Climate change also features prominently on the Ise-Shima agenda. As John Kirton and Ella Kokotsis’ have detailed, the G7 has been intimately involved in the development and evolution of the climate change regime since the late 1970s. This regime was recently buoyed by the first universal, legally binding global climate agreement reached at the Paris Conference in 2015. Delivering on this agreement will be contingent on the engagement and leadership of the G7, not least because together they account for 22% of greenhouse gas emissions. The initial signs are promising. A fortnight ahead of the summit the first formal meeting of G7 Environment Ministers since 2009 will seek to harmonize national positions. Speculation is mounting that some high-profile initiatives, such as concrete action to meet promises made at the G20 to end fossil fuel subsidies, may emerge from the Summit. Nevertheless, the main benefit of the Summit is likely to be more subtle with the G7 using its common position to instigate, intensify or orient cooperative ventures in a host of other organs of global governance. As well as helping to maintain the impetus from the Paris conference, these undertakings will help to install or mainstream environmental concerns onto the agendas of international bodies concerned with health, development, security, transport, and agriculture.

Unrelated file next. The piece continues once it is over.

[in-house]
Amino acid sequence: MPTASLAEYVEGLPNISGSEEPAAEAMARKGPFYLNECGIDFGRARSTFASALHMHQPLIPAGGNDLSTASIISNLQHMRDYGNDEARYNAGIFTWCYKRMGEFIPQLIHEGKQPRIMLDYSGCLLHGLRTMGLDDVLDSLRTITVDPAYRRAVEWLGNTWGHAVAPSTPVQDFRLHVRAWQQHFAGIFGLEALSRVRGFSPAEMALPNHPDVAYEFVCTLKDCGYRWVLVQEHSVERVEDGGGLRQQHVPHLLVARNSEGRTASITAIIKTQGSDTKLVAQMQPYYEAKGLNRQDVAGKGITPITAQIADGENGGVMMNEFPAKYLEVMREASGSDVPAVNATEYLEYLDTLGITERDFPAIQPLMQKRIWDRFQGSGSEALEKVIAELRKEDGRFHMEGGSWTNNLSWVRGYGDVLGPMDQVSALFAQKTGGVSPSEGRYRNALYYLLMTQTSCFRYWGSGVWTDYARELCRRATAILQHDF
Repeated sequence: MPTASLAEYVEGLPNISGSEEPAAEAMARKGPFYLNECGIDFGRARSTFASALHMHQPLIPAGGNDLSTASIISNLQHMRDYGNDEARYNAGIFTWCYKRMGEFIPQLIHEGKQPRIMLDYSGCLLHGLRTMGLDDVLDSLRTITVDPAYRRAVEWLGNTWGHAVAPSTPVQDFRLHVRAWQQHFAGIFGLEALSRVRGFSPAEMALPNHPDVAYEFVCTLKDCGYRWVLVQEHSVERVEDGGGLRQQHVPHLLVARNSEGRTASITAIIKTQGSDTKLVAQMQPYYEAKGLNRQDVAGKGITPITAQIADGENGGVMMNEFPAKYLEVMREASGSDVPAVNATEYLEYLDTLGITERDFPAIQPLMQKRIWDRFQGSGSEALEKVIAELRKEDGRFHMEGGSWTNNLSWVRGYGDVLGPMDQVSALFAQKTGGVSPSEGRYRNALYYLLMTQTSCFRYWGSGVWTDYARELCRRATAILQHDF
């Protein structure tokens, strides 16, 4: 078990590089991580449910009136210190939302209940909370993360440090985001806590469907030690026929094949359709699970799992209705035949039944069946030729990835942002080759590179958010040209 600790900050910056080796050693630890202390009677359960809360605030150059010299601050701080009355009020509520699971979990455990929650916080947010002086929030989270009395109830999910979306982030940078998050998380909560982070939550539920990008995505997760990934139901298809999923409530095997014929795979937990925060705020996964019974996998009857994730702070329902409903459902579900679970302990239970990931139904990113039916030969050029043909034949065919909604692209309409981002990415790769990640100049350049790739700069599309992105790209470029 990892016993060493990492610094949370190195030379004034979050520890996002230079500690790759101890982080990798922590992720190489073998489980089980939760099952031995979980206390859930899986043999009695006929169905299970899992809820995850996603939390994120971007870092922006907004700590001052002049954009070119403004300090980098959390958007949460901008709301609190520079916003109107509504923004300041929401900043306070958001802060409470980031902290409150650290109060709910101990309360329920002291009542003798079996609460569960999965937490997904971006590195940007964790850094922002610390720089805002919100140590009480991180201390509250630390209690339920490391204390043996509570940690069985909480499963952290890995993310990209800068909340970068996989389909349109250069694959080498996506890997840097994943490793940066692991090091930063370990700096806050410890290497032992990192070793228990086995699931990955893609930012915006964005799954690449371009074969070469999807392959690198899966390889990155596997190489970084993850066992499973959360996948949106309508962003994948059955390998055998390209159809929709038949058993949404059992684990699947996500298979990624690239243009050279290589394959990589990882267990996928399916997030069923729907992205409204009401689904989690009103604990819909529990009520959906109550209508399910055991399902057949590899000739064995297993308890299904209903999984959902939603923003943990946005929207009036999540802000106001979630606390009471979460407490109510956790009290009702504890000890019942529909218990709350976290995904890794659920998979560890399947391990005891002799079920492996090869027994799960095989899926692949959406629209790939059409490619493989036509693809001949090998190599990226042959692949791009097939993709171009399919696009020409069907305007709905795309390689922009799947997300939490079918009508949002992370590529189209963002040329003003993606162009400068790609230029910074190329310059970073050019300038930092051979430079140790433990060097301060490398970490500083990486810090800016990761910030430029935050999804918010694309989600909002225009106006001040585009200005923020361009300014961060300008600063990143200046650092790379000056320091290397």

The 2016 G7 Summit will not miraculously resolve the many intractable problems of global governance. Nevertheless, like its predecessors, the meeting will play a potent symbolic and catalytic role. As a coalition of powerful, likeminded countries the G7 is emblematic of the superiority of capitalism and democracy as organising principles of global governance. Equally the ability of these countries to develop a collective position at the G7 in turn produces the leverage required to stimulate, nudge, direct or lead agendas in related international institutions.